Elisabeth C. Miller Library logo Miller Library Home UW Botanic Gardens Home UW Botanic Gardens Home book graphic

3501 NE 41st Street, Seattle, WA 98195 | (206) 543 0415 | Open: | Library Schedule

Gardening Answers Knowledgebase

Plant Answer Line Question

Keywords: Tree staking, Pruning trees

I have two 15 foot maples (2-inch diameter trunk) in our front yard. They shot up with quick growth last year, which was very impressive.

Now, with the recent rains on their thick foliage, they are sagging to an extreme degree. One tree, to the west of the driveway, has its lead trunk bending over at a 90 degree angle -- it is now parallel to the ground, no longer pointing vertically.

Why can't my trees support themselves? Where is their strength? Are they in danger of breaking? Vertical growth is the goal here, not stooping, drooping, sagging maples.

Should I prune them, or tie them up, or let them droop?


From your description it sounds like your trees could benefit from some pruning and/or staking. In general the former option is better than the latter. If you find that, after pruning, your trees still droop, you will most likely want to stake them. The goal with pruning is to slowly train the tree so that its shape fits your needs and the tree's structure is sound. Below, are some websites that will help you prune and/or stake your trees. The last two sites address in detail the issue of young trees.

The Seattle Department of Transportation's Urban Forestry Department offers a seasonal guide to tree care. Scroll down to May/June for pruning tips.

The International Society of Arboriculture (ISA) has a succinct page about how to prune a young tree.

The ISA also has a section on how to plant a tree. Scroll down to find a diagram that shows how to stake a tree.

The National Arbor Day Foundation's Nine Things to Know About Trees contains some pruning information as well.

A Grounds Maintenance Magazine column by Michael W. Dougherty of Tree Management Co. addresses the specific needs of young trees.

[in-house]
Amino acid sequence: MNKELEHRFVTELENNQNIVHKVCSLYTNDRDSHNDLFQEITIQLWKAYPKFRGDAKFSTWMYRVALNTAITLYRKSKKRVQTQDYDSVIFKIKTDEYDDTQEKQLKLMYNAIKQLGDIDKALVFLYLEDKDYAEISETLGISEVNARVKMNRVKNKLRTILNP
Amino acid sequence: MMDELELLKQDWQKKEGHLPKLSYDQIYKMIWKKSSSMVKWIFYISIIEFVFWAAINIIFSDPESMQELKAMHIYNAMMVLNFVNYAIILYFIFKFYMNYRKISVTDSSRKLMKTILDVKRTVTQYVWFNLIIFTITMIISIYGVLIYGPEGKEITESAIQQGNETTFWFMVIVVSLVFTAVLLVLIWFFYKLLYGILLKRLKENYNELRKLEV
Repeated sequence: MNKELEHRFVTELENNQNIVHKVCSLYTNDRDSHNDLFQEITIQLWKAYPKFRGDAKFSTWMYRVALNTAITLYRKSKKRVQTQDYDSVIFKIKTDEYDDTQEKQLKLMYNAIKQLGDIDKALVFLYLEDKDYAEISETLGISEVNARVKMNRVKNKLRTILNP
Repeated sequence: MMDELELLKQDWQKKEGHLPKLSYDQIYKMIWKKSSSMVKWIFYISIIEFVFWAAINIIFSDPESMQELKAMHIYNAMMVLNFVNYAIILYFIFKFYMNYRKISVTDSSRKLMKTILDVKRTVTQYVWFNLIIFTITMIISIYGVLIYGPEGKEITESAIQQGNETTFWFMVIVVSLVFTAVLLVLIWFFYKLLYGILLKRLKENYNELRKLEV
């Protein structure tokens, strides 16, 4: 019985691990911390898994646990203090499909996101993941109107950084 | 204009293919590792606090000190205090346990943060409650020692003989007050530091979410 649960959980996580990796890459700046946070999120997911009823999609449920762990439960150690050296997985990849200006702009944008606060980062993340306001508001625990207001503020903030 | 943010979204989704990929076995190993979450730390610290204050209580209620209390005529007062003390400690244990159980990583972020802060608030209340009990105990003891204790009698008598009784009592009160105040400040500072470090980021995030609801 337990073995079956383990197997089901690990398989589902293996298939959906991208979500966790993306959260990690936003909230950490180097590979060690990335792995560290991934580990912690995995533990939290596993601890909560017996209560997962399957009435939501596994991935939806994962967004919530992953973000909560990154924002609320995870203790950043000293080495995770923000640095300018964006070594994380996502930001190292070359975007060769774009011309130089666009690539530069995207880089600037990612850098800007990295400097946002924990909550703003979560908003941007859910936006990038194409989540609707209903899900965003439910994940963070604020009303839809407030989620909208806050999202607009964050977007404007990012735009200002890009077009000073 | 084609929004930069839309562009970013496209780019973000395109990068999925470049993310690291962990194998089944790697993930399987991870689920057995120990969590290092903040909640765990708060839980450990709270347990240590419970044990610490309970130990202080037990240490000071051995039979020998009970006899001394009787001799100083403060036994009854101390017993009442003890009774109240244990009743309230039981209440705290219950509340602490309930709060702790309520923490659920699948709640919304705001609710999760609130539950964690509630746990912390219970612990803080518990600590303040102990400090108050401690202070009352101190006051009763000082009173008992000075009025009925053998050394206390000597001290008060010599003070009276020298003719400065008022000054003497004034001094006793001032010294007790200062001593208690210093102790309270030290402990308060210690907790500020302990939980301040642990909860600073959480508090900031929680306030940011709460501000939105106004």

Lastly, the Urban Tree Foundation's Pruning page shows how to shape a young tree in order to strengthen its structure.

Date 2017-05-26
Link to this record only (permalink)

Plant Answer Line Question

Keywords: Tree staking, Cryptomeria

I recently planted a 1 gallon, approximately 2-foot Cryptomeria japonica 'Sekkan Sugi' in my yard. I noticed it leans. Is it normal for it to lean? Do I need to stake it so it grows straight? If so, how I would stake it?


According to Oregon State University's Landscape Plants website, Cryptomeria japonica 'Sekkan Sugi' is meant to be upright.

An excerpt: "Seems to be some confusion about this selection(s?), listed as both fast and slow growing. Perhaps some of the confusion can be attributed to insufficient attention in handling similar Japanese cultivar names. Jacobson (1996) lists 'Sekka Sugi' and 'Sekkwia Sugi' as synonyms for the warped and twisted cultivar, 'Cristata'; and that 'Sekkan Sugi' may appear as 'Sekhan Sugi'. van Gelderen and van Hoey Smith (1996, p 216) have a picture of a cultivar listed only as 'Sekkan'."

Based on what Seattle-area Great Plant Picks says about Sekkan Sugi and Cristata, I think that you may want to support your tree carefully, as both cultivars are described as upright.

Here is an article from Iowa State University Forestry Extension on the matter of whether or not to stake a tree:

"If possible, avoid staking and/or guying trees. Small trees, trees less than six feet tall or less than one inch in caliper or diameter, should not need staking to support them. As tree planting stock gets larger, their root system, ball-and-burlap, or pot size may not be sufficient to support them without tipping or transferring top movement down to the root system. With trees that may be able to support themselves, plant them and watch the planting hole for several days after planting. If the tree tips or leans, it needs support; if the plant stem at the soil line is moving excessively, creating a 'crowbar' hole which is a quarter of an inch or larger than the stem of the tree, it probably needs support."

The book The Tree Doctor by Daniel and Erin Prendergast (Firefly Books, 2003) says that staking might be needed if your newly planted tree is in a windy or exposed location. The authors recommend anchoring the tree with at least two stakes at equal distance from the trunk. Drive the stakes into solid, undisturbed ground at least 2 feet deep, and tie the tree with biodegradable material like burlap, rather than wire encased in rubber hose. Leave at least an inch of room between each tie and the tree trunk. The tree should be able to sway in the wind. Remove the stakes and ties after a year. I also wonder if you could carefully dig down and shift the position of the tree in its planting hole to guide it upright. If you are able to do this easily, you can avoid staking.

Date 2018-04-11
Link to this record only (permalink)

Didn't find an answer to your question? Ask us directly!

Browse keywords

Search Again:

May 23 2018 14:32:42